Australian songstress and ’50s greaser moll, Olivia Newton-John played to a sold-out crowd at Northfield’s Hard Rock Rocksino Sunday evening in a concert that took the majority of the crowd back to their youth, in a wholesome, good old-fashioned way. When she sang her hit early-’80s smash “Physical,” she reminded the audience that the tune had been banned in some parts of the world due to its risque content. “Now,” she reminded us, “it could pass for a lullaby!”

And perhaps that’s the attraction of the sexagenarian singer. Coming to fame in the early 1970s with her wholesome demeanor, Ms. Newton-John skyrocketed to fame as the bobbysox and poodle skirt-wearing Sandra Dee in the 1978 musical blockbuster Grease. Trading in her wholesome look for a skintight pair of black leather pants and six-inch stilettos, the ending of the film showed the world a new Olivia (of course, I preferred the bobbysoxer Sandra Dee, but what did I know then?).

In 1980, she headlined another massively-hyped musical. Her above-the-marquee role as a Greek muse in the Gene Kelly-co-starrer Xanadu proved to be a box office bomb, but the soundtrack still ranks as one of the best mishmashes of music ever pressed into wax: On the LP, Side A was all Olivia and Side B was commandeered by British band ELO. The soundtrack was a huge hit, spawning several hits for both artists and bringing even more notoriety to the Down Under wonder.

Her career went on to even greater heights when she released Physical in 1981. Spawning the title track as a single, the song “Physical” went on to become the best-selling single of the entire decade.

How’s that for a pedigree?

So, the biggest question to ask is this: Well, how was the show?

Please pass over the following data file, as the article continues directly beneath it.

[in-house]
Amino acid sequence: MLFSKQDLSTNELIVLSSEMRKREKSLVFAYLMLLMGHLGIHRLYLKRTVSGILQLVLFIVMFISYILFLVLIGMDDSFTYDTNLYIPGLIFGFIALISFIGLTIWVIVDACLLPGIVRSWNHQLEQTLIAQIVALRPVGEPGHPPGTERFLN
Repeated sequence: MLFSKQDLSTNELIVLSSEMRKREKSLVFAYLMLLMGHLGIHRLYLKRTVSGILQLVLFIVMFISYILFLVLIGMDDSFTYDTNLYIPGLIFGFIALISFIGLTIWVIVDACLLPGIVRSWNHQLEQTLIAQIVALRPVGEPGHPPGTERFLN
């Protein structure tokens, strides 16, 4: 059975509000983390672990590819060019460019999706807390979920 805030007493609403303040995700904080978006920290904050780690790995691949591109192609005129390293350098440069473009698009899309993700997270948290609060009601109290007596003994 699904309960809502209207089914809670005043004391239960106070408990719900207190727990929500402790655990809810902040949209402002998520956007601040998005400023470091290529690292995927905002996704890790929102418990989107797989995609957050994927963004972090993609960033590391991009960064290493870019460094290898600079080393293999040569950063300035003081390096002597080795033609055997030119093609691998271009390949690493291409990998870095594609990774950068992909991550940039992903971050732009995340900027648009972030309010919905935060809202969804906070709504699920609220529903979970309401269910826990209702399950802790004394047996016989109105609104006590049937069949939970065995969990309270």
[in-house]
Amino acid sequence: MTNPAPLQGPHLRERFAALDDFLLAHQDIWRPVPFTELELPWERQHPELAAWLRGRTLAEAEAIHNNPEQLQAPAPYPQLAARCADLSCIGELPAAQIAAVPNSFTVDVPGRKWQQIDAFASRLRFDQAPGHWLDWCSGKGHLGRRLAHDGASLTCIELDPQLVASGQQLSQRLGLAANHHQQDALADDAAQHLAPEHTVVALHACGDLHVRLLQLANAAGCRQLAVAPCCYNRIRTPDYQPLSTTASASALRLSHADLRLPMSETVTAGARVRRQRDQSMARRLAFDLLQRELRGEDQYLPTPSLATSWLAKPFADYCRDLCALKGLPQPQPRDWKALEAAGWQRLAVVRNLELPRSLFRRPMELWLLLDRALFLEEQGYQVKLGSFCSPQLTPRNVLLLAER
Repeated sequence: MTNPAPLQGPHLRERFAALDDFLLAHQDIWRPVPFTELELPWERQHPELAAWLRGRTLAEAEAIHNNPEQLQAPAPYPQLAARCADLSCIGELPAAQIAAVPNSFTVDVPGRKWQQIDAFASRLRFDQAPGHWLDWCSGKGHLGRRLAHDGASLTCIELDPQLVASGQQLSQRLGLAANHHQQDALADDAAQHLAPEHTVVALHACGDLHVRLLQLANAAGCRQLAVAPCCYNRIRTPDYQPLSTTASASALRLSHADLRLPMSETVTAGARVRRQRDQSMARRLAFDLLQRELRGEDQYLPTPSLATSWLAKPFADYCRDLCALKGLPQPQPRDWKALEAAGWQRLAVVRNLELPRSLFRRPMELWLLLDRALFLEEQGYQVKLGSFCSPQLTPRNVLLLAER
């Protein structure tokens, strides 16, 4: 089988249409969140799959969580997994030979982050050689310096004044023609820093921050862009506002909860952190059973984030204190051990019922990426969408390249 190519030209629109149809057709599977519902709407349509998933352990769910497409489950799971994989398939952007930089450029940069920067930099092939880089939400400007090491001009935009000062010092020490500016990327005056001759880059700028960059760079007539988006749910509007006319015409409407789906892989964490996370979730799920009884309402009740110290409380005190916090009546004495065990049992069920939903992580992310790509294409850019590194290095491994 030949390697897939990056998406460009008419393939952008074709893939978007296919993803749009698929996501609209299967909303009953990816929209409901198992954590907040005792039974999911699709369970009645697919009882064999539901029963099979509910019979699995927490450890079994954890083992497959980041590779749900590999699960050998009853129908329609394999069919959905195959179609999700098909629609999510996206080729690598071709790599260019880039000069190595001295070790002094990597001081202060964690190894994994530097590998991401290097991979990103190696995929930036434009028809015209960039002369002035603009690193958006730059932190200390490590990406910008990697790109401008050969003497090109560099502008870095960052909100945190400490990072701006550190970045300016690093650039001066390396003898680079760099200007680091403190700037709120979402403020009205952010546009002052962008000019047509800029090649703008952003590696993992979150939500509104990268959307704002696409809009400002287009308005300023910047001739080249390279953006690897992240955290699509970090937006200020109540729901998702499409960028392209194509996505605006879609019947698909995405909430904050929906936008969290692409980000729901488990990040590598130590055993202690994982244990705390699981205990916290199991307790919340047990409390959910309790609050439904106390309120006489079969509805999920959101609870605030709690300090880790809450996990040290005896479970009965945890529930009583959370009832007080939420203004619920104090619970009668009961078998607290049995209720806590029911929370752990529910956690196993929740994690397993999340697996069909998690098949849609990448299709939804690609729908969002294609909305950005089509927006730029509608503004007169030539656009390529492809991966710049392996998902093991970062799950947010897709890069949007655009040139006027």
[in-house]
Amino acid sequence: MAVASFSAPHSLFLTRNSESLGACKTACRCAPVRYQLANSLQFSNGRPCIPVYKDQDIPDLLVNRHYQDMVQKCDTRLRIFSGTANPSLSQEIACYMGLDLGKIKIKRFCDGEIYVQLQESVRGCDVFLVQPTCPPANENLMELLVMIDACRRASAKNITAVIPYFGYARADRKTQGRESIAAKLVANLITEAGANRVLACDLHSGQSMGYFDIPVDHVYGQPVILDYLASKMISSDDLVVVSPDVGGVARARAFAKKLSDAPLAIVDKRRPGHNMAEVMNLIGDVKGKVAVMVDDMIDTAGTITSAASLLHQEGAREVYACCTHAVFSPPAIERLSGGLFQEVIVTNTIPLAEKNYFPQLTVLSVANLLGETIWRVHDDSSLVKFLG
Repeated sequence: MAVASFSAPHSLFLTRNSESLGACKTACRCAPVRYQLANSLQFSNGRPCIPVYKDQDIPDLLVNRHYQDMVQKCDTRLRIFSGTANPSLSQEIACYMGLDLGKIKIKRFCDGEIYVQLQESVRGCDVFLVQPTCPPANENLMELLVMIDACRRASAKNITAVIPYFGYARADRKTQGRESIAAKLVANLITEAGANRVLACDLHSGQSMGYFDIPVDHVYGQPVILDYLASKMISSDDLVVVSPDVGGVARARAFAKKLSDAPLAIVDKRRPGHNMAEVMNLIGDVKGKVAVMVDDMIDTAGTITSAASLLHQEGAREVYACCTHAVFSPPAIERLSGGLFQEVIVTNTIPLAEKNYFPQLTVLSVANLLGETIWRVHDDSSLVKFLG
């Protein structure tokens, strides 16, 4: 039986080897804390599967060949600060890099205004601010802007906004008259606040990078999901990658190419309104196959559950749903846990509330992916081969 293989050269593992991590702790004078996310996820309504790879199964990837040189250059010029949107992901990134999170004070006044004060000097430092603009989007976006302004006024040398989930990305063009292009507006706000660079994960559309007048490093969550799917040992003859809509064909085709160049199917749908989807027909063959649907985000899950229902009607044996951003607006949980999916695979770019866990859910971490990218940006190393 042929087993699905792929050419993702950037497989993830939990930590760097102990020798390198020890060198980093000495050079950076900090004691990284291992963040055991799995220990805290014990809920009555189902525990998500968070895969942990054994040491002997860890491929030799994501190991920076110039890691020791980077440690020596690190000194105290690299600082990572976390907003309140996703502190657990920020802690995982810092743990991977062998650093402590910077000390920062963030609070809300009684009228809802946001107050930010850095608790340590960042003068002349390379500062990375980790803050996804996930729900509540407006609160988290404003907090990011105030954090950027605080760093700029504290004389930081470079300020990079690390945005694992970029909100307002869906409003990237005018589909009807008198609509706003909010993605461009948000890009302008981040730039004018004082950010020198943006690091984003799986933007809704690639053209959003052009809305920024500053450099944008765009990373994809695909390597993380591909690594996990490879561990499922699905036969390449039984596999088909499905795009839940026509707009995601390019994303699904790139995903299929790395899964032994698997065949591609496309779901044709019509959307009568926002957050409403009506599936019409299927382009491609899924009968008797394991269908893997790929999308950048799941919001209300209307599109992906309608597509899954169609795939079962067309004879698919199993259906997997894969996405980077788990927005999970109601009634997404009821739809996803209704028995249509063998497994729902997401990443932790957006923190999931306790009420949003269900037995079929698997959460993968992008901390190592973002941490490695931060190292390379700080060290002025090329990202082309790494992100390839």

Let’s put aside the nostalgia factor and even that last night’s show was a rescheduled gig from earlier this year. Ms. Newton-John was supposed to play the Rocksino back in June but had to cancel that part of her tour due to an unfortunate reoccurence of her breast cancer that forced her back to Australia for immediate treatment.

We’re lucky to have gotten her back to the states for last night’s show. I was a little wary of how the evening might go down; would this be a cringeworthy affair? Would it be a pity fest? Would she sound fantastic?

Thankfully, all seems to be well. Of course, I have no idea how she’s doing (her meet and greet prior to last night’s show was cancelled, perhaps due to her recent illness), but based on her stage presence all seems okey dokey.

Taking the stage a few minutes after eight o’clock, she started off the night with three tunes from the Xanadu album. “Magic,” her biggest hit prior to “Physical,” started things off. She segued into two more hits from the film, the title track “Xanadu” and the duet “Suddenly,” originally accomplished with Cliff Richard. Backup vocalist Steve Real took over Richard’s duties and the pair sounded great.

Telling us that she was an Ozzie girl let loose in England and that her first recordings were embraced as Country music (“Who knew?,”she intoned), she served up a medley of those first singles that brought her to attention in the states. Punctuated by “Have You Never Been Mellow?” and “If You Love Me Let Me Know,” they were great mid-set offerings.

Taking a seat on a stool, the songstress offered a Latin-influenced version of her biggest hit, “Physical.” Re-arranging the tune to slow it down a bit and add a bit of breathing room, the song strangely fit into the evening’s festivities.

Of course, the audience was waiting with bated breath for what followed: Her rendition of the Grease material. Starting off with “You’re The One That I Want,” the upbeat chorus got most of the crowd on their feet. She then segued into a beautiful version of “Hopelessly Devoted To You.” Challenging the audience in a guy-vs-gal throwdown (And daring any guy in the crowd to join in a theater camp version of the tune), a large portion of the audience participated in “Summer Nights.”

Leaving her trio of backup singers to handle much of “We Go Together,” the homage to Grease came to an end.

Rounding out the set with “Grace and Gratitude” from her latest album, she then gave us a stirring rendition of “I Honestly Love You.” Her voice was fantastic throughout the show, but it sounded even better by the evening’s end. She could’ve gone on for another hour, based on the timbre and strength of that last tune.

Returning for a one-tune encore, she ended the night with Yip Harburg’s “Over the Rainbow.”

Judging by the smiles on the exiting crowd’s faces, I’d say that was just where she left us.